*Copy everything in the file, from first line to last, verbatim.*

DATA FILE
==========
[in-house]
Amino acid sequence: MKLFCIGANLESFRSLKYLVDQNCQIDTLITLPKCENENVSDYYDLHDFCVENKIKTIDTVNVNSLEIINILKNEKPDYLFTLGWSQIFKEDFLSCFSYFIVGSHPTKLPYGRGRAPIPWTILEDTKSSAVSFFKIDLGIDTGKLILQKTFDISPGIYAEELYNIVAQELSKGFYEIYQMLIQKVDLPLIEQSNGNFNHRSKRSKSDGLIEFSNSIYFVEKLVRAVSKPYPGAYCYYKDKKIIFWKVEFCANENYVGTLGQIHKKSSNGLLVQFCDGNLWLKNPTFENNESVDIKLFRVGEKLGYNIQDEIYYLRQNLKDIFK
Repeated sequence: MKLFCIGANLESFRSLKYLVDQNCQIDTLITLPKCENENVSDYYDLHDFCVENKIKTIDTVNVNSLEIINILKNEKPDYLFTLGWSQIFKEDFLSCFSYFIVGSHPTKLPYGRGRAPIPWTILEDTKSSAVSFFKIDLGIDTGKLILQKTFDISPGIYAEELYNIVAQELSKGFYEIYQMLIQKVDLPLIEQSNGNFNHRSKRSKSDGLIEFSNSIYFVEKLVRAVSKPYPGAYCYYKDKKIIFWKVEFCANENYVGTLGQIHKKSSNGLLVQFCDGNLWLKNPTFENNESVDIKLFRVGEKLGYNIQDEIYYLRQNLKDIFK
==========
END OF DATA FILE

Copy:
[in-house]
Amino acid sequence: MKLFCIGANLESFRSLKYLVDQNCQIDTLITLPKCENENVSDYYDLHDFCVENKIKTIDTVNVNSLEIINILKNEKPDYLFTLGWSQIFKEDFLSCFSYFIVGSHPTKLPYGRGRAPIPWTILEDTKSSAVSFFKIDLGIDTGKLILQKTFDISPGIYAEELYNIVAQELSKGFYEIYQMLIQKVDLPLIEQSNGNFNHRSKRSKSDGLIEFSNSIYFVEKLVRAVSKPYPGAYCYYKDKKIIFWKVEFCANENYVGTLGQIHKKSSNGLLVQFCDGNLWLKNPTFENNESVDIKLFRVGEKLGYNIQDEIYYLRQNLKDIFK
Repeated sequence: MKLFCIGANLESFRSLKYLVDQNCQIDTLITLPKCENENVSDYYDLHDFCVENKIKTIDTVNVNSLEIINILKNEKPDYLFTLGWSQIFKEDFLSCFSYFIVGSHPTKLPYGRGRAPIPWTILEDTKSSAVSFFKIDLGIDTGKLILQKTFDISPGIYAEELYNIVAQELSKGFYEIYQMLIQKVDLPLIEQSNGNFNHRSKRSKSDGLIEFSNSIYFVEKLVRAVSKPYPGAYCYYKDKKIIFWKVEFCANENYVGTLGQIHKKSSNGLLVQFCDGNLWLKNPTFENNESVDIKLFRVGEKLGYNIQDEIYYLRQNLKDIFK